S trontium-90 is a radioactive isotope produced during the explosion of atomic weapons, such as an atomic bomb. In the 1950s and 1960s, the United States, the then-Soviet Union, China, and a few other nations tested atomic bombs in the atmosphere. Whenever one of these bombs exploded, some strontium-90 was thrown high into the atmosphere. After a short time, the strontium-90 settled to the ground where it was absorbed by growing plants. When cattle, sheep, and other domestic animals ate the plants, they also took strontium-90 into their bodies.
Strontium is just below calcium on the periodic table. That means that strontium behaves in much the same way that calcium does. Calcium eaten by humans and animals goes primarily to building bones and teeth. TV advertisements frequently recommend that young children drink milk. That's because milk contains calcium. It is used to build bones and teeth in growing children.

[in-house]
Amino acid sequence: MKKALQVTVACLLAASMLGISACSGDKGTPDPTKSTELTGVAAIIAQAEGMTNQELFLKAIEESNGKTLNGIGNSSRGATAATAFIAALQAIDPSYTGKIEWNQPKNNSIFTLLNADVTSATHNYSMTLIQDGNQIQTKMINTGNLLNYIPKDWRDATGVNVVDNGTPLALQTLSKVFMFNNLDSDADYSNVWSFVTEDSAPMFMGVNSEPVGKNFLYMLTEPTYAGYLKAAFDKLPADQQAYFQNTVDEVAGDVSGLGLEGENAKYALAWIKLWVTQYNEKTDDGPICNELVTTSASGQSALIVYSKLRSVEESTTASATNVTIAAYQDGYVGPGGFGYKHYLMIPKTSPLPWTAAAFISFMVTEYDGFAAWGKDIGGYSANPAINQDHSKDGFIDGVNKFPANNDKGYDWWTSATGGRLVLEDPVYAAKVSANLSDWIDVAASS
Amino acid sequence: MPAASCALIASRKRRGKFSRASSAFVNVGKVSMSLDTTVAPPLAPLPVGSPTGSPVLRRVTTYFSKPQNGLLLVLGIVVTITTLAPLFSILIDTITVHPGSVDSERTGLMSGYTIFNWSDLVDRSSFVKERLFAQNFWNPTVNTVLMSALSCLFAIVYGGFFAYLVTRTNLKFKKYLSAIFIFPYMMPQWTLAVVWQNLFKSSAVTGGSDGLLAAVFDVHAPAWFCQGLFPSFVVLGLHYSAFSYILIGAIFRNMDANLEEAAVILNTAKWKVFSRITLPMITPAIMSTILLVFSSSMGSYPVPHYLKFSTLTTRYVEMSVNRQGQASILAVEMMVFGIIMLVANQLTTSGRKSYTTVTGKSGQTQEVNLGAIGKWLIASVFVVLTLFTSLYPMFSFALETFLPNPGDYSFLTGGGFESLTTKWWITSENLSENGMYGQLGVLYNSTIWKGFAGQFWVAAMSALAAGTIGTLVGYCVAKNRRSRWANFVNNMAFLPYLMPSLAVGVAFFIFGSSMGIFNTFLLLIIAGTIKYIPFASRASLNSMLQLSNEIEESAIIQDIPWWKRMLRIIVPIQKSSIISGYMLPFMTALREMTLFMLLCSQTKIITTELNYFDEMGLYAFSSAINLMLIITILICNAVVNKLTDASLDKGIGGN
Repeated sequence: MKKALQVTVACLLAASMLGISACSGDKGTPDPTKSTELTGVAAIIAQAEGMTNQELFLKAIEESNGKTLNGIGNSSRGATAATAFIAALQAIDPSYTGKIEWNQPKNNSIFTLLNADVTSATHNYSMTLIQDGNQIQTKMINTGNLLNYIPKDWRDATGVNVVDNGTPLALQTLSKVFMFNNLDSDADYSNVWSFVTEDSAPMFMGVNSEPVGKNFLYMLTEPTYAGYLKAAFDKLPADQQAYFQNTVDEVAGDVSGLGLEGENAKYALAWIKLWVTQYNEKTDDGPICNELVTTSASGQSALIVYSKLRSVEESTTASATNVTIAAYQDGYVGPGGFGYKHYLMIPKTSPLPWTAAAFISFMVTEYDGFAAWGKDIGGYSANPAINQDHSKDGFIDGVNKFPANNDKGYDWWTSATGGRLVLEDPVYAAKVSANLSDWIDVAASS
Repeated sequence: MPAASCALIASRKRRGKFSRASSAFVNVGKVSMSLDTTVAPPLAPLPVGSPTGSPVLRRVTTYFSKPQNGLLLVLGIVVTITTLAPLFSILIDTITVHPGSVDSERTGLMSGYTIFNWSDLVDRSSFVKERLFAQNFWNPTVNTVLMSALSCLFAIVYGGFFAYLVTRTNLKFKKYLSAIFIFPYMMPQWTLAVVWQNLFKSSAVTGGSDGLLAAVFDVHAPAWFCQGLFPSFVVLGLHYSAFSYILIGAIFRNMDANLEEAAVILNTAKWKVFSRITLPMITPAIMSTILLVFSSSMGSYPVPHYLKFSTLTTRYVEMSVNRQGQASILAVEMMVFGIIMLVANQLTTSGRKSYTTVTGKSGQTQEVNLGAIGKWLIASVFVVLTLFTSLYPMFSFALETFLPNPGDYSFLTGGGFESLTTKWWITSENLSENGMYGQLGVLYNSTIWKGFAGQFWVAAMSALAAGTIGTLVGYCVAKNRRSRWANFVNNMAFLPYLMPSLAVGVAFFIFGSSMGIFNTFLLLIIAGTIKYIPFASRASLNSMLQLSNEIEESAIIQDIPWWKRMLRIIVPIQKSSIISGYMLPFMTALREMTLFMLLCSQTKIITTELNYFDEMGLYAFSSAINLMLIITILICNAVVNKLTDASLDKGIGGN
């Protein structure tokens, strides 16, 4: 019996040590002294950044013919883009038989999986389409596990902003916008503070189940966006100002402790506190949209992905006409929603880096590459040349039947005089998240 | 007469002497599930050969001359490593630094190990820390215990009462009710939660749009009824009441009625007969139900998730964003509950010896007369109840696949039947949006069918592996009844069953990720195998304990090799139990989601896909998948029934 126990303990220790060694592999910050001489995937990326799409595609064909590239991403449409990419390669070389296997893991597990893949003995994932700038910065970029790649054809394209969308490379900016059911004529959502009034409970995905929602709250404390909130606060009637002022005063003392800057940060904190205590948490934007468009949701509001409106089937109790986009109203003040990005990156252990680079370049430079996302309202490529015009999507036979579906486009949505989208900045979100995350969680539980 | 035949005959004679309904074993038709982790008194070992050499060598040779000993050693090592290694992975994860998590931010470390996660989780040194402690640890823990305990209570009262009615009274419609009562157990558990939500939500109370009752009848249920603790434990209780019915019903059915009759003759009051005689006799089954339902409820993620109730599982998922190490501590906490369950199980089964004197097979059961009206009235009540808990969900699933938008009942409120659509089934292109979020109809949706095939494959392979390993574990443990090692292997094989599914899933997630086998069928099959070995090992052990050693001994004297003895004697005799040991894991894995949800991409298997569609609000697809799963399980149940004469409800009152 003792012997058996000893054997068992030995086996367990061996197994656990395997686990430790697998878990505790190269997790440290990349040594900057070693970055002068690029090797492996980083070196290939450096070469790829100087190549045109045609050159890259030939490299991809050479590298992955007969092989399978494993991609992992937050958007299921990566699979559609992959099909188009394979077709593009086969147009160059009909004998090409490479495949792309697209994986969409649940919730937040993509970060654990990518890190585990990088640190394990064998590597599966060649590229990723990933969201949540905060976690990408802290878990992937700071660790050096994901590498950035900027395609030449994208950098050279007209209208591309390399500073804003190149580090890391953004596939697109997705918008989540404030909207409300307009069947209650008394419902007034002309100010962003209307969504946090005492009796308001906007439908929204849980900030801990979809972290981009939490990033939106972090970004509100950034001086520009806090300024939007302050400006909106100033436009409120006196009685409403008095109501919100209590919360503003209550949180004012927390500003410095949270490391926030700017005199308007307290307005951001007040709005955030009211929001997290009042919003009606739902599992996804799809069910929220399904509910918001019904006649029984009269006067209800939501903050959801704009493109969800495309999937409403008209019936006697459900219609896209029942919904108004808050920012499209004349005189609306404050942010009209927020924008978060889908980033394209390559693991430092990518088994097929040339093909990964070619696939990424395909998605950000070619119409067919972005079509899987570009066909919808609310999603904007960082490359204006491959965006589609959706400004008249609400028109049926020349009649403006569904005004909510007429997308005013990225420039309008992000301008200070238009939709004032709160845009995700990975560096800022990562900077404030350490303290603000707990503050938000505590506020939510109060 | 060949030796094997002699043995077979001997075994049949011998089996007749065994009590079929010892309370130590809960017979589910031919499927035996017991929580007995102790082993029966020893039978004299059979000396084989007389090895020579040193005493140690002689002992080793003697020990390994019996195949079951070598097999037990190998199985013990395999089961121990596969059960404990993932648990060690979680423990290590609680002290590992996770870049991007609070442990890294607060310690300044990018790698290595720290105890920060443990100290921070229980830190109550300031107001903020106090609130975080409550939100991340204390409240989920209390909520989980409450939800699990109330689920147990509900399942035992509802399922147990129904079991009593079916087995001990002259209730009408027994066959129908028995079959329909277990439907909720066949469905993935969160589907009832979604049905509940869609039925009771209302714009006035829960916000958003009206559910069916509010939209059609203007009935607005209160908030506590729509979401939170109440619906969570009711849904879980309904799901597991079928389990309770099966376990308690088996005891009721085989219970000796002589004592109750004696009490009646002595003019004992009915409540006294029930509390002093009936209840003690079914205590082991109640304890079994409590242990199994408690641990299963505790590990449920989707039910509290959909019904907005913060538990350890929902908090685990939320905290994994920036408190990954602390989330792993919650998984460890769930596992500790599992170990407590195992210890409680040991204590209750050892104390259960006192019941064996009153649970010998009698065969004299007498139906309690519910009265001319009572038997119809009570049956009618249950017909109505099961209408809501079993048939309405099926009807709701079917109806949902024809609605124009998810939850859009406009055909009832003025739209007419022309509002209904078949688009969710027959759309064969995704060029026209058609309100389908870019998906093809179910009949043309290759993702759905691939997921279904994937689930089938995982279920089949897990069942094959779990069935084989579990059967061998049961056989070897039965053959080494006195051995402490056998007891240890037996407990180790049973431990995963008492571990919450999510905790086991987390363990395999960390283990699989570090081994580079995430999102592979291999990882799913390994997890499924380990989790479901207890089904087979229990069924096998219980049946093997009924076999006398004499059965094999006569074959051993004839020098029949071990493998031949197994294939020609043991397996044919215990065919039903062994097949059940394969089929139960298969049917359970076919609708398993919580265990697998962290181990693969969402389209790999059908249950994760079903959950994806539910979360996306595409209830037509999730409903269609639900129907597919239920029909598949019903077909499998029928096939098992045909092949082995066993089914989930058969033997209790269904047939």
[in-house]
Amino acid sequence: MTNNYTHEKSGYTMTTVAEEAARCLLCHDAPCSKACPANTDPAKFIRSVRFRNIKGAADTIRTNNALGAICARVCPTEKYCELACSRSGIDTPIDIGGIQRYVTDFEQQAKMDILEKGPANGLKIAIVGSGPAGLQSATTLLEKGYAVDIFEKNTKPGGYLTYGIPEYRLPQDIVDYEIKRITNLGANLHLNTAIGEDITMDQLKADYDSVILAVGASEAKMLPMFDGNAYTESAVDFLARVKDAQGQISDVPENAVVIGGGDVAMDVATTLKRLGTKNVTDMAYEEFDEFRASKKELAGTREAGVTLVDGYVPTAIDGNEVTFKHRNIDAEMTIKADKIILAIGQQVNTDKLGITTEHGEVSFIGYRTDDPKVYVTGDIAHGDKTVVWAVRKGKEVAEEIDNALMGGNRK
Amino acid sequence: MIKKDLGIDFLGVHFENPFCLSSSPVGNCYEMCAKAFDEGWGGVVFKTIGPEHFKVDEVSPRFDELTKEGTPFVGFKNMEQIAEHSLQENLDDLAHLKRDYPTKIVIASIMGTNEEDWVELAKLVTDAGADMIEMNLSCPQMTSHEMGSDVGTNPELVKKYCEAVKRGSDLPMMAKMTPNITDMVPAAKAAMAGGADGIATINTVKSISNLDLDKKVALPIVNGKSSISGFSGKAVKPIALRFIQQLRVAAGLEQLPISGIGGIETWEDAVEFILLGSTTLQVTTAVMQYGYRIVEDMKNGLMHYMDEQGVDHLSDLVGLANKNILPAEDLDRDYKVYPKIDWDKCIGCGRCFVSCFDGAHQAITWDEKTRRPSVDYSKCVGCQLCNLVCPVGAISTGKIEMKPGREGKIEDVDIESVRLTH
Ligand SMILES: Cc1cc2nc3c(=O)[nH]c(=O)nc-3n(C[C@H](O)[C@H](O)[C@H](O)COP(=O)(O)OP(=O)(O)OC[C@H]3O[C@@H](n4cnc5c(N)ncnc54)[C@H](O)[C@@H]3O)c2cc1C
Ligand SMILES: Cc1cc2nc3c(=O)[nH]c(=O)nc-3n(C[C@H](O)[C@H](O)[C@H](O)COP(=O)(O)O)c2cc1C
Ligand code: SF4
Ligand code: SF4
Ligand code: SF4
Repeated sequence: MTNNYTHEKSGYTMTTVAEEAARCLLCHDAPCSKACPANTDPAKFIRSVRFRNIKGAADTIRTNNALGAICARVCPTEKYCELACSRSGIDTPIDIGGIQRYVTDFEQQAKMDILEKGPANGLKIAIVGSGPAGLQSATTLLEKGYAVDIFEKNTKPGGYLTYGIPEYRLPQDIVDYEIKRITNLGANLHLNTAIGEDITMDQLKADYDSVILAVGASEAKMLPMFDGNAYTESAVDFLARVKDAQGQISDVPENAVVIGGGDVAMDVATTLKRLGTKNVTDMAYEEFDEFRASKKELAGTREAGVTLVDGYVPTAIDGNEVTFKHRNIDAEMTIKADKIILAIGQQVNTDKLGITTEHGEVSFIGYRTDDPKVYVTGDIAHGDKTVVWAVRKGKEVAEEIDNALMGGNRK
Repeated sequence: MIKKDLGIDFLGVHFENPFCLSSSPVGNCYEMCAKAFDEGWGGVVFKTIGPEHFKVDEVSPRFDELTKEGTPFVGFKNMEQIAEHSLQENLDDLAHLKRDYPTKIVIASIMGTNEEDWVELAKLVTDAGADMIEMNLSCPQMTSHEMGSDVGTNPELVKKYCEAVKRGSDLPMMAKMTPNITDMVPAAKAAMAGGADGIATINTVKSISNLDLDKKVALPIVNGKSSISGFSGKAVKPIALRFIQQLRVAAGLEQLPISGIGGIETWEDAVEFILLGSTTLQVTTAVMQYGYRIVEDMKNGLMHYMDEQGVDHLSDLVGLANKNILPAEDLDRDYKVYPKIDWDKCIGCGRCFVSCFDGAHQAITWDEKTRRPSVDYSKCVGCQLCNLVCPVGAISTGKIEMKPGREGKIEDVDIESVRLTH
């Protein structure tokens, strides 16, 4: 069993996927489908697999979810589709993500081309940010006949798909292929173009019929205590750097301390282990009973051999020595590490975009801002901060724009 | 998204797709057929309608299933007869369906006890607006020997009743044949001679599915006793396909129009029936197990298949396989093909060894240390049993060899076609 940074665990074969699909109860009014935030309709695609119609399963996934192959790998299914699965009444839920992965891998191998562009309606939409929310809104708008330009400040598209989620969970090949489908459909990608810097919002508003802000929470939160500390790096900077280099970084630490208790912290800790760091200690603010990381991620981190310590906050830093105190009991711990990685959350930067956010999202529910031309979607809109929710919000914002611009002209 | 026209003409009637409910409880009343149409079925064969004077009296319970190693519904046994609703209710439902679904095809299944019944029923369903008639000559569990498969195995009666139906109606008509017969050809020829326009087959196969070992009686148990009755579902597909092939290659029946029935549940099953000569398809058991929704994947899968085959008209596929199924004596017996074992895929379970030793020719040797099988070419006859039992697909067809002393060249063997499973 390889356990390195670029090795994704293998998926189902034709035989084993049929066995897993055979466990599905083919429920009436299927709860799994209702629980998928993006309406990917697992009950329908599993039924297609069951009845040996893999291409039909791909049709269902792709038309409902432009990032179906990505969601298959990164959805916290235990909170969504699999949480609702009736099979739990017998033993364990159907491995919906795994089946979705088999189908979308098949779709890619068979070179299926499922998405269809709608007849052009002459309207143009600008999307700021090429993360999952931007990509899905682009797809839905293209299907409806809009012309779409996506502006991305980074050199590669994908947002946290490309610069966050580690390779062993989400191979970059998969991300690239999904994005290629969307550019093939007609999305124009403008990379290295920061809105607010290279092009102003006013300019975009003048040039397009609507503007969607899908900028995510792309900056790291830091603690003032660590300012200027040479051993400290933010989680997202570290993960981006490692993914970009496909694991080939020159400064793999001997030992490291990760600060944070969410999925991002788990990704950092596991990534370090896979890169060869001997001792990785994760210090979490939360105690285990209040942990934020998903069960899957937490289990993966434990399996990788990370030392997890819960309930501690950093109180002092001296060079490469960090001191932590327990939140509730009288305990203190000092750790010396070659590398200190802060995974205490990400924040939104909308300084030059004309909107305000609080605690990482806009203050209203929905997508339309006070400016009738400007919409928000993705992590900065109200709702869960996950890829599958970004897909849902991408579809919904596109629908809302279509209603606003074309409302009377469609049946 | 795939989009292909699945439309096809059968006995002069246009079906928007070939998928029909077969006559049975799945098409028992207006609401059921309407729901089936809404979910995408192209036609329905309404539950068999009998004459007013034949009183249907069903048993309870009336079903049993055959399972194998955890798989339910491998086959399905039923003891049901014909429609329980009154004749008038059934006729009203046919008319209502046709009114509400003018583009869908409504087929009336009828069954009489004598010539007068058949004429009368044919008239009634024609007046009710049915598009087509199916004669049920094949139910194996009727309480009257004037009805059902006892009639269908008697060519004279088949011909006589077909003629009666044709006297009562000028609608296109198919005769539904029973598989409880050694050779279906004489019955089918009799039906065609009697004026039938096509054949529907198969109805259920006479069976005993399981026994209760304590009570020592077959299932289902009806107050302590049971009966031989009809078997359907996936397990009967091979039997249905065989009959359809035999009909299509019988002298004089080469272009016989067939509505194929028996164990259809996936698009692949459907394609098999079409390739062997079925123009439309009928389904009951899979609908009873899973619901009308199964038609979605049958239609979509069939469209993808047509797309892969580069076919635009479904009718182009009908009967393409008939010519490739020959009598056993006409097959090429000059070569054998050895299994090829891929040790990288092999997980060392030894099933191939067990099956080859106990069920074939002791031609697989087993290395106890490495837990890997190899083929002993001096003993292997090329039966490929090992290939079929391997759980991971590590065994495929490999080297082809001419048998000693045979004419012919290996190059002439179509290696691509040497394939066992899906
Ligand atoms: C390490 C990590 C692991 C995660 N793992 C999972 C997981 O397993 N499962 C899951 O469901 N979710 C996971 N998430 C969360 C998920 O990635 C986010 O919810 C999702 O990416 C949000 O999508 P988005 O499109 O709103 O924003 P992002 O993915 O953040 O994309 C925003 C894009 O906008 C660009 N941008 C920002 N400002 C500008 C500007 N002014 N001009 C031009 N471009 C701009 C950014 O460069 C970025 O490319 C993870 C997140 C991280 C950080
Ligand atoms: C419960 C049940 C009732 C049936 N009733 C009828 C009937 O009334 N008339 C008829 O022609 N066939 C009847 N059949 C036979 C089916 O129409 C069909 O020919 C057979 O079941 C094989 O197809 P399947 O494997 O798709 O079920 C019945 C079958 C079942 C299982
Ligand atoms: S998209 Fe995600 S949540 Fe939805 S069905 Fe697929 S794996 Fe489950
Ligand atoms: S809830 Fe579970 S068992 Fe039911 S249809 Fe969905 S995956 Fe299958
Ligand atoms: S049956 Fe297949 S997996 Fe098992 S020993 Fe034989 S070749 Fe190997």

So any strontium that enters an animal's body is also used to build bones and teeth. The bad news is that strontium-90 is radioactive. It gives off radiation that kills or damages living cells. It can also cause those cells to begin growing out of control. Out-of-control cells lead to cancer. Strontium-90 in bones and teeth is a built-in time bomb. As long as it remains in the body, it has the potential for causing cancer in people and animals.